About Clinical Trials
What is a clinical trial?
At any given time, there are approximately 25,000* clinical trials underway in the United States for more than 3,000 medical conditions. All of these clinical trials, from AIDS to weight loss, require the participation of patient volunteers for their success. Yet many patients wonder "what is a clinical trial?" and don't understand how important their participation is in order to advance medicine and global health.
Without these patient volunteers there would be no new drugs, therapies or medical devices. Greater Gift’s mission is to recognize the patient volunteers who make medical advancement possible.
Historically, people have entered clinical trials for the primary purpose of contributing to research that will lead to better health for future patients. This is a selfless act. In some cases, especially for people with rare diseases, cancer or those for which there are limited treatment options, like Parkinson’s disease, clinical trials can serve as a treatment option. Clinical trials are also needed for more common medical conditions like migraines, psoriasis, asthma, diabetes…you name it. There is likely to be a clinical trial going on to serve these patient populations.
Clinical trials are also needed for new vaccines, both preventive like the yearly flu shot, and therapeutic like those for a range of conditions like shingles and HPV. This is a complex area of research that requires significant volunteer participation.
Now, more patients are considering clinical trials as a care option when other established treatments have proven to be ineffective or produce intolerable side effects. Greater Gift supports the movement toward Clinical Research as a Care Option (CRAACO). We believe that clinical trials should not be offered as just a last option for treatment and care but be a primary choice alongside traditional care options.
Whatever motivates you to volunteer for a clinical trial, here are a few things you need to know. Remember, too, that clinical trials present potential risks and benefits for the participants.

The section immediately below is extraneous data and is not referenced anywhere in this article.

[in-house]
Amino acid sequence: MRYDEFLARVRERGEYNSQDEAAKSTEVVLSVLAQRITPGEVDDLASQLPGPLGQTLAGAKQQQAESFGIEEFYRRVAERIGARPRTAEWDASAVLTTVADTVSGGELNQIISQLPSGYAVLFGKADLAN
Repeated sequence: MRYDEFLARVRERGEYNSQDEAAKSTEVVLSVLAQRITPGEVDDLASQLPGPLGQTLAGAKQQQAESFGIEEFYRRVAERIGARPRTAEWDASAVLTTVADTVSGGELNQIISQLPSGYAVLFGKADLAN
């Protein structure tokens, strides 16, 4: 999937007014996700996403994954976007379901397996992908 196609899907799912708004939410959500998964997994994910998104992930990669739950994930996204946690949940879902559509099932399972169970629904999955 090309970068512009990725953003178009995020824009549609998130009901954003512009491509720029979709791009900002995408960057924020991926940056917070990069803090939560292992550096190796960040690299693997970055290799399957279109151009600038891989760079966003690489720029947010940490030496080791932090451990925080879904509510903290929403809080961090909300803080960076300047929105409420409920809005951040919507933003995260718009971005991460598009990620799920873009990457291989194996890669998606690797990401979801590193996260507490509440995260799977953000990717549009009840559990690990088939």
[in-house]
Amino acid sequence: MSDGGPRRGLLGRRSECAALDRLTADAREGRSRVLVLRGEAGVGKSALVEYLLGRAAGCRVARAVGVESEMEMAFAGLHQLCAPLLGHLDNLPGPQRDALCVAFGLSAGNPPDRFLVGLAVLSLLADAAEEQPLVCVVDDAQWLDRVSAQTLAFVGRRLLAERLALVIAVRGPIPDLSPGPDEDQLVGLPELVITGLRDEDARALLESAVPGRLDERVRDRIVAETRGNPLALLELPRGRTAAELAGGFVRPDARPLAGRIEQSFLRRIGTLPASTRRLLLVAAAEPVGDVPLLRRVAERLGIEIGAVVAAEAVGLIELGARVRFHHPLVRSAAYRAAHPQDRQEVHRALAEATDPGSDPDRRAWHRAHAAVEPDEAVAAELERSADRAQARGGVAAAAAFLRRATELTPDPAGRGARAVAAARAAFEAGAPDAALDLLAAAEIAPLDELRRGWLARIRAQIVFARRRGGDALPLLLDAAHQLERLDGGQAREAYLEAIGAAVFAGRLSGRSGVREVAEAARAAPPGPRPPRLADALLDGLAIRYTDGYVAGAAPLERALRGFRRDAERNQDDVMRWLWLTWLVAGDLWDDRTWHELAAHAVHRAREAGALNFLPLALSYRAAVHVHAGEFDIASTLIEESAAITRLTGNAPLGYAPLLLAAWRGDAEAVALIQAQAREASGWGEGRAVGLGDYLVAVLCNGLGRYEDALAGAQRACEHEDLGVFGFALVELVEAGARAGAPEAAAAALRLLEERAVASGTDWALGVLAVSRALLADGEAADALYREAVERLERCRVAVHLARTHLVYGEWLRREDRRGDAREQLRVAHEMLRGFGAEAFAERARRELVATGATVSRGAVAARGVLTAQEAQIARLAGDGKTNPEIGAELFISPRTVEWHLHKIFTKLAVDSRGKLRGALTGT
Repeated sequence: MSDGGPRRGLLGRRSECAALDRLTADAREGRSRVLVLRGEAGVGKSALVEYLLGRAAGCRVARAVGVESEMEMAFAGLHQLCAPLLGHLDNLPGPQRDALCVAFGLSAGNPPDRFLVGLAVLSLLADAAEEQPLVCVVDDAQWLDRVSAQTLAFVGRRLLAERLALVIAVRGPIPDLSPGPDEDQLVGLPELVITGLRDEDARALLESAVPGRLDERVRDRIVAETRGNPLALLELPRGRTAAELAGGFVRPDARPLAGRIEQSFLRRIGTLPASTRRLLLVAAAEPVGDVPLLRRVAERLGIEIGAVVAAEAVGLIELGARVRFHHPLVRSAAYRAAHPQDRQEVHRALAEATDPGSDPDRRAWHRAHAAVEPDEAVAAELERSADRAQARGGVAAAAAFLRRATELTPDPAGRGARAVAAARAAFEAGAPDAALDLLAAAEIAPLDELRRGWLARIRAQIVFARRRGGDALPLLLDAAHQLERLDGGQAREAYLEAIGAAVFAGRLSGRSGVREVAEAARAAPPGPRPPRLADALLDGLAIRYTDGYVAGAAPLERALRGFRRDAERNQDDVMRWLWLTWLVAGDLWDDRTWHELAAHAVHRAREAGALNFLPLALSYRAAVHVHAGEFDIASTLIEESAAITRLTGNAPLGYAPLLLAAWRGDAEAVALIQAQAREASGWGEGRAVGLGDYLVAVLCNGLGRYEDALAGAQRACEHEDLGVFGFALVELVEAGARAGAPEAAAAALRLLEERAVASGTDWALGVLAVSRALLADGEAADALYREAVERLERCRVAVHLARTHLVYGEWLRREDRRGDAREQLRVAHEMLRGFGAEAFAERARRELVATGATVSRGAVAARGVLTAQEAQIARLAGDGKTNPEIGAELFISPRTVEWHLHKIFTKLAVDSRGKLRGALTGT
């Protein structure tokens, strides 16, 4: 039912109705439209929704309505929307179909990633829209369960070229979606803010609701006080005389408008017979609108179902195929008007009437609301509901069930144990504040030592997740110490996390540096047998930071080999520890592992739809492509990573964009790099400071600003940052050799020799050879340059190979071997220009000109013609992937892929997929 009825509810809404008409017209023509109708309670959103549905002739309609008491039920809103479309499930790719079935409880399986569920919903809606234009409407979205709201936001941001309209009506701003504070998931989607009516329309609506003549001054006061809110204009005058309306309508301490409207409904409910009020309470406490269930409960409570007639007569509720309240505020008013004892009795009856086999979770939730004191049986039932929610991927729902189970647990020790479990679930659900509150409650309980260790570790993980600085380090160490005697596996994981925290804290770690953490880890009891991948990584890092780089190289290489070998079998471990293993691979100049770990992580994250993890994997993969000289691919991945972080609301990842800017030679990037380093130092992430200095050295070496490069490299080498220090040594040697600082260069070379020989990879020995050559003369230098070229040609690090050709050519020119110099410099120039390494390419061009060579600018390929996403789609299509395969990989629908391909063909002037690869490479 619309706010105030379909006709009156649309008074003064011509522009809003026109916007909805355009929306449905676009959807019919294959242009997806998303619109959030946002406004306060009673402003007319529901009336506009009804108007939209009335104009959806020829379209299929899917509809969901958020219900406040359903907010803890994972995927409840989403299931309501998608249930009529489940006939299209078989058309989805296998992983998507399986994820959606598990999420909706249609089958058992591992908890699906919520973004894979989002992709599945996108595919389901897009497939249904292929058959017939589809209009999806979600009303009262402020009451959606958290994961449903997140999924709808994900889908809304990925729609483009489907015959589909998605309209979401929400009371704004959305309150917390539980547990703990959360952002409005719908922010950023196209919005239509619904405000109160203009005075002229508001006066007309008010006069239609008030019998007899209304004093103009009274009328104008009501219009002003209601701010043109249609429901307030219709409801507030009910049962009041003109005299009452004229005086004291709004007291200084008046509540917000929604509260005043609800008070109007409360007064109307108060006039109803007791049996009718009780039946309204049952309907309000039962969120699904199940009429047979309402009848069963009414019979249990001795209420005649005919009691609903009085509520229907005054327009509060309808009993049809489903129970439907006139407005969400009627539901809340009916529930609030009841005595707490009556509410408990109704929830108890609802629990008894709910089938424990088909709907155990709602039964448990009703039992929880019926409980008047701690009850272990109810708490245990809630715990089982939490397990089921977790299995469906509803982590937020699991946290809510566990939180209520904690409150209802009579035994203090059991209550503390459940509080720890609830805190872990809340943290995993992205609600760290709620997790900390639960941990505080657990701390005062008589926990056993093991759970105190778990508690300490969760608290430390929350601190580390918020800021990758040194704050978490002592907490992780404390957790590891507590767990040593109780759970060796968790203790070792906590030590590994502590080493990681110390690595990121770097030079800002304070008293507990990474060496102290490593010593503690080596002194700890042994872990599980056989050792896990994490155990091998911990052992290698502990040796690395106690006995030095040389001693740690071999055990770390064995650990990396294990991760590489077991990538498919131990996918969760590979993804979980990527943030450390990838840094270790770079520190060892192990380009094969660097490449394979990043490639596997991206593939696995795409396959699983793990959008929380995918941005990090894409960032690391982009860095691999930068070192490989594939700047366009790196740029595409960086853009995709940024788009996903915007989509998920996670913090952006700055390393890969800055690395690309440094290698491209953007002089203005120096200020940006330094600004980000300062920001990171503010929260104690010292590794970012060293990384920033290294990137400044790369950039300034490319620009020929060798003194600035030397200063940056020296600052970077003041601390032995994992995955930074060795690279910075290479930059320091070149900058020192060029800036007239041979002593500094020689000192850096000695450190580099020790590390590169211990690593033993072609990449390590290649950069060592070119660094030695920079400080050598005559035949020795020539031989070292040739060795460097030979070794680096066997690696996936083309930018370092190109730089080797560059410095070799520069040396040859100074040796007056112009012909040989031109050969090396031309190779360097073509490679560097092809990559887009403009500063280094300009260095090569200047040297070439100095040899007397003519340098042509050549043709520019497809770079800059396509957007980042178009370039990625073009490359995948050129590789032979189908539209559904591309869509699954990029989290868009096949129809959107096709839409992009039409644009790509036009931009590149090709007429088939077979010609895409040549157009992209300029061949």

*Source: clinicaltrials.gov, Phase I-IV Interventional trials
Greater Gift’s mission is to recognize the patient volunteers who make medical advancement possible.
Phases of Clinical Trials
Clinical trials, an integral part of a broader system of clinical research, are generally conducted in four phases. The “sponsor” of the clinical trials, the entity paying for the research, is usually a biopharmaceutical company or a government entity, like the National Institutes of Health.
Phase I involves a small group of people, usually 20-100 “healthy volunteers” who do not have the disease or condition being studied. The purpose of these trials, often conducted in a clinic setting over a period of weeks or months, is to determine whether a drug is safe for further testing in humans. An exception to these conditions is new cancer drugs in development where, because of their potency, are almost always first tested on patients with the cancer being studied.
If a Phase I trial has been successful, the sponsor may decide to move on to Phase II where a larger group of people, perhaps several hundred, with the condition being studied are given the experimental treatment. At this stage, the object of the study is to prove that the drug shows signs of effectiveness as well as being safe. Phase II trials may take up to two years to complete.
If Phase II results are promising, the research will move on to Phase III. Here, hundreds or perhaps thousands, of patient volunteers will be needed and the study could go on for a period of years as the goal is to gather enough evidence to seek approval from the Food and Drug Administration to market the drug.
After a drug is approved, there may be Phase IV trials that look for potential other uses for the drug or to continually monitor its safety, effectiveness and side effects.
Note: This is intended to be a general, non-technical explanation of clinical trials for those considering participation. Before enrolling in a clinical trial, we suggest you consult your with your family and physician and review additional information from the NIH or CISCRP.